Trump was not distressed by the sabotage from his own party leadership, even when two former presidents refused to back him. He repeated his view that organisation was overrated and was confident that his enthusiasm itself would be enough to beat her machine and the whole system.
A coherent decision maker would have been working every second to get the party back on side, but Trump just took on the role of communicating with the American people directly. He got on his plane, cut out the middle-man and hit the battle ground states over and over again.
On Election Day Ohio came in for Trump at ten-twenty in the evening. It was the first sign of the night that Trump could take the presidency. The State that has voted for the winning candidate in every election since 1964 and which no Republican has ever won the White House without would be backing the winner again this time around.
At eleven-thirty Wisconsin called for Trump with 10 electoral votes and three minutes later the State of Iowa fell and delivered a further 6 votes. At that moment the race was over and Donald Trump realised he would be President of the United States of America, his momentum was going to carry him all the way up Pennsylvania Avenue NW in Washington, D.C.
Trump’s best organisation apparatus was in marginal Michigan, with its 16 electoral votes, he slipped past the winning line there and also triumphed in Florida where no Republican since 1924 has won without winning that state.
Trump does things his way, he produces results first and dictates the terms of settlement later. Instead of building bridges with the Republican Party Trump has railed against them, escalating his anti-establishment rhetoric, relishing the fact that the Republican base had defied its hierarchy and sent him in as a brawler and knock-down street fighter to carry its flag.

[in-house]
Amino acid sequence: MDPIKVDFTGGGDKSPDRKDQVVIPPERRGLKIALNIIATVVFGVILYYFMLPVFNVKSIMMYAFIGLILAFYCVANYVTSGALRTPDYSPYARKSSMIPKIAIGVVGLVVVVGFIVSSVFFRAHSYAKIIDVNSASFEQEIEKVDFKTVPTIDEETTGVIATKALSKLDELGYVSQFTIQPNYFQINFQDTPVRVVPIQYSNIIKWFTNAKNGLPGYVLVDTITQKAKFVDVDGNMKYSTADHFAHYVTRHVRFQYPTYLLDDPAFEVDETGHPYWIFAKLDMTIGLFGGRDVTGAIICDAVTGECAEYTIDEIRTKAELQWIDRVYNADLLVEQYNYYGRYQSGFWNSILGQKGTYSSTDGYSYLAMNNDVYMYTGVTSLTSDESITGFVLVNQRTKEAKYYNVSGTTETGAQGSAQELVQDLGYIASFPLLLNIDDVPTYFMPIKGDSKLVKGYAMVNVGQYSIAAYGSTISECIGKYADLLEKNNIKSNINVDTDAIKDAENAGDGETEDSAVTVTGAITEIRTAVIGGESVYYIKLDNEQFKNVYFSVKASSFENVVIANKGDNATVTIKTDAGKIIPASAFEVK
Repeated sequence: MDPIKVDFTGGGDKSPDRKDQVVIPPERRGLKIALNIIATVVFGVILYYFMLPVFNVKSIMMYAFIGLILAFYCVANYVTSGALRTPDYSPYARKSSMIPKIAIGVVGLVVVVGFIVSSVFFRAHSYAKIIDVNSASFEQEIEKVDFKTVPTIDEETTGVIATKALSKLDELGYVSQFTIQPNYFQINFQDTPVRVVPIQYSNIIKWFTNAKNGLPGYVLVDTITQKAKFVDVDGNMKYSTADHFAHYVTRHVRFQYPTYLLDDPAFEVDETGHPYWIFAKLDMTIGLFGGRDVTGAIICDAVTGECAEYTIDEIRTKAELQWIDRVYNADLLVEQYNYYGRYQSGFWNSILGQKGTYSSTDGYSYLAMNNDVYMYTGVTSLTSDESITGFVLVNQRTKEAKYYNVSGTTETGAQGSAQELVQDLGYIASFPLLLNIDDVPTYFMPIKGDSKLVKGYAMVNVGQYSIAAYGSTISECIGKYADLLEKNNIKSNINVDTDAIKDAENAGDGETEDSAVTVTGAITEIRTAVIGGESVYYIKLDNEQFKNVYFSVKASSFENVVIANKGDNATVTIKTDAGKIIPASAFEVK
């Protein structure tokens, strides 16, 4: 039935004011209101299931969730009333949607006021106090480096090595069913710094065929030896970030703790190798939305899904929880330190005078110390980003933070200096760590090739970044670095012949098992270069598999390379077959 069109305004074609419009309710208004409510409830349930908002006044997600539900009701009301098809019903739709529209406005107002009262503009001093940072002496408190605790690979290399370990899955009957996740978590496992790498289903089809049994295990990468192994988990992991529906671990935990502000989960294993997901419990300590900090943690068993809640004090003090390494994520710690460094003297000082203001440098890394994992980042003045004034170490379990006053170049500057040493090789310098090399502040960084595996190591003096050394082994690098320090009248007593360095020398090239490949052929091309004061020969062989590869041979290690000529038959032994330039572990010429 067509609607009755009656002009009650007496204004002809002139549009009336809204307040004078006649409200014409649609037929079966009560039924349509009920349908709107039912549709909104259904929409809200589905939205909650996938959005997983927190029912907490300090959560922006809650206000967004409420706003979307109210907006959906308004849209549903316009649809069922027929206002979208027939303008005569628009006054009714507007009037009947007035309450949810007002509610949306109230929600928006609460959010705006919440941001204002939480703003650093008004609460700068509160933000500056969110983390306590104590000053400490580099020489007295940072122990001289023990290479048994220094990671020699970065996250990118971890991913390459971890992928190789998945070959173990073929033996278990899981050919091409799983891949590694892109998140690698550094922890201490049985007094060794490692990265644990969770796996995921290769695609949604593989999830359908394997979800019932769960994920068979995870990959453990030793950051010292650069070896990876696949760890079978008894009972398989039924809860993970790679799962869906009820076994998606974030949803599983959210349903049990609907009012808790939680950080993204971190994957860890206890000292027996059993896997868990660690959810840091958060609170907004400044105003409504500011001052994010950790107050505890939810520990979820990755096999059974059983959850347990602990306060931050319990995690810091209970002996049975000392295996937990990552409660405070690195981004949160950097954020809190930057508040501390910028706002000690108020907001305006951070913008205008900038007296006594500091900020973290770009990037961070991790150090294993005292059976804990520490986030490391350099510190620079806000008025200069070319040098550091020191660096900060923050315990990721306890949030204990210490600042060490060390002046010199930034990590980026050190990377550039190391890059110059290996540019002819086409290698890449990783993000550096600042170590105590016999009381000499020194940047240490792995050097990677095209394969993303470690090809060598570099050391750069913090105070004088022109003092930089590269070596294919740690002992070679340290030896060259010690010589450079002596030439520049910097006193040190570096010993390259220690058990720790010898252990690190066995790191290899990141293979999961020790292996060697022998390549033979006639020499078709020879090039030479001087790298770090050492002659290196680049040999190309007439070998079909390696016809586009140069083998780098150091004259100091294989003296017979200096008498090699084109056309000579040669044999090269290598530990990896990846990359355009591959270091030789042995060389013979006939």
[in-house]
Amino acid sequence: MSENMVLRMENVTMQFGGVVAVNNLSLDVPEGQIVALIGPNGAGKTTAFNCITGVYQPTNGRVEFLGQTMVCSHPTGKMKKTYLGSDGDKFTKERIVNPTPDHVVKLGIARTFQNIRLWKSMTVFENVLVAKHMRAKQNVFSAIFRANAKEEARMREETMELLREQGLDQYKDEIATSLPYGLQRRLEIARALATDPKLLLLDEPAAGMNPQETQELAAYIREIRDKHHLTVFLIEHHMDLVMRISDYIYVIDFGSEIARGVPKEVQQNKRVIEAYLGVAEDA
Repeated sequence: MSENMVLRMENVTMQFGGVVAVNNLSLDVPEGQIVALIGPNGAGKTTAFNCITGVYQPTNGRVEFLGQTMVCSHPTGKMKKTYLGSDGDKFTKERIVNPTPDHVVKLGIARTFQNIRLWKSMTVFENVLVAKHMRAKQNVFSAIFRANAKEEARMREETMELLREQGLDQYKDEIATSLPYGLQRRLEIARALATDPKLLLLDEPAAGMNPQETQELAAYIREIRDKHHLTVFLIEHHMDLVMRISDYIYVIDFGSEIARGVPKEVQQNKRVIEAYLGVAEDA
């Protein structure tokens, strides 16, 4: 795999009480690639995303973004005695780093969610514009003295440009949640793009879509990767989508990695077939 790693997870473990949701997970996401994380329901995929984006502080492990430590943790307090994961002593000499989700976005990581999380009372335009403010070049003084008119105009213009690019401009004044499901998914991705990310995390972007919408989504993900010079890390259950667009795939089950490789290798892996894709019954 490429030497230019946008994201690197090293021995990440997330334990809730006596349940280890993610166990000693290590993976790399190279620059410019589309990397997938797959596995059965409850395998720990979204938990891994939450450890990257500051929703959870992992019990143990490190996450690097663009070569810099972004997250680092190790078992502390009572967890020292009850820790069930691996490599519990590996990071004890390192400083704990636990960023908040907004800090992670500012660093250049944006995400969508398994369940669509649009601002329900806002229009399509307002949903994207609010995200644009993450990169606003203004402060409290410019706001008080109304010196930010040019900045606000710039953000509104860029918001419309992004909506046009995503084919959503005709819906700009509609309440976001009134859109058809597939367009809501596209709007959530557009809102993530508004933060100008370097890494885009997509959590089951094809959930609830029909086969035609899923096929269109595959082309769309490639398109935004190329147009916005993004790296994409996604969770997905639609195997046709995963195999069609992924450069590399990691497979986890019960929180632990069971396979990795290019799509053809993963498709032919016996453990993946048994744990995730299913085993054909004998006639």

He hired operators to make him look more presidential in a shake-up of his team but the grandiloquence never changed and people liked straight talk over spin.
Clinton wanted to own a legacy deserving of the first woman elected to the highest office in the land, one hundred years after American women got the vote. But the reality was a divided America where people who didn’t vote for her do not just dislike Clinton, they loath her as the epitome of everything they hate about politics. Her enemies wanted to impeach her under rules laid out 147 years ago for the trial of President Andrew Johnson, before she had even been elected.
The Republican Party abandoned Trump, and argued for a triage: sacrifice Trump to save the Party and fight another day. But it was Trump that saved them all in the end and it was Clinton who provided the perfect prop against which the ground-swell could rise.
Barrack Obama’s legacy is now dead, most of his keystone policies introduced during two terms as President, by Executive Order, can be revoked at the stroke of a pen and have already been flagged up by Trump for cancellation. The biggest policy casualty will be the revocation of Obama Care and with it all trace that Obama ever existed.
The rhetoric is now over and the word Democracy has been used to extinction in this election; in its name anything goes. It remains to be seen what the long-term effect of this bitter campaign has had on the American psyche, but God bless America and God help the rest of us – even the atheists are praying.
John Kennedy is President of the British Caribbean Chamber of Commerce Saint Lucia and CEO of Boka Group. The views expressed in this Column are his personal views.